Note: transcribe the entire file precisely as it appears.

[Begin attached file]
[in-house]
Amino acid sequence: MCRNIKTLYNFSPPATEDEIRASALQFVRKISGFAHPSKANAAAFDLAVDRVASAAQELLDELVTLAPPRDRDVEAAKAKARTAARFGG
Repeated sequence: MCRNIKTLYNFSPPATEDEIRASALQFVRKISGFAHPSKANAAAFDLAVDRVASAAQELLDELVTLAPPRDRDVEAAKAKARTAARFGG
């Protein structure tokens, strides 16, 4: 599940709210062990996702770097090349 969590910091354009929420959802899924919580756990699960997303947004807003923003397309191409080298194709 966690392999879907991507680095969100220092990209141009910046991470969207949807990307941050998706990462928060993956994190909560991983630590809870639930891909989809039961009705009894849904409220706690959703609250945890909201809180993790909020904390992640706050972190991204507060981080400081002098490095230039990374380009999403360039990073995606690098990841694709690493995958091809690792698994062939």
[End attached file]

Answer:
[in-house]
Amino acid sequence: MCRNIKTLYNFSPPATEDEIRASALQFVRKISGFAHPSKANAAAFDLAVDRVASAAQELLDELVTLAPPRDRDVEAAKAKARTAARFGG
Repeated sequence: MCRNIKTLYNFSPPATEDEIRASALQFVRKISGFAHPSKANAAAFDLAVDRVASAAQELLDELVTLAPPRDRDVEAAKAKARTAARFGG
């Protein structure tokens, strides 16, 4: 599940709210062990996702770097090349 969590910091354009929420959802899924919580756990699960997303947004807003923003397309191409080298194709 966690392999879907991507680095969100220092990209141009910046991470969207949807990307941050998706990462928060993956994190909560991983630590809870639930891909989809039961009705009894849904409220706690959703609250945890909201809180993790909020904390992640706050972190991204507060981080400081002098490095230039990374380009999403360039990073995606690098990841694709690493995958091809690792698994062939």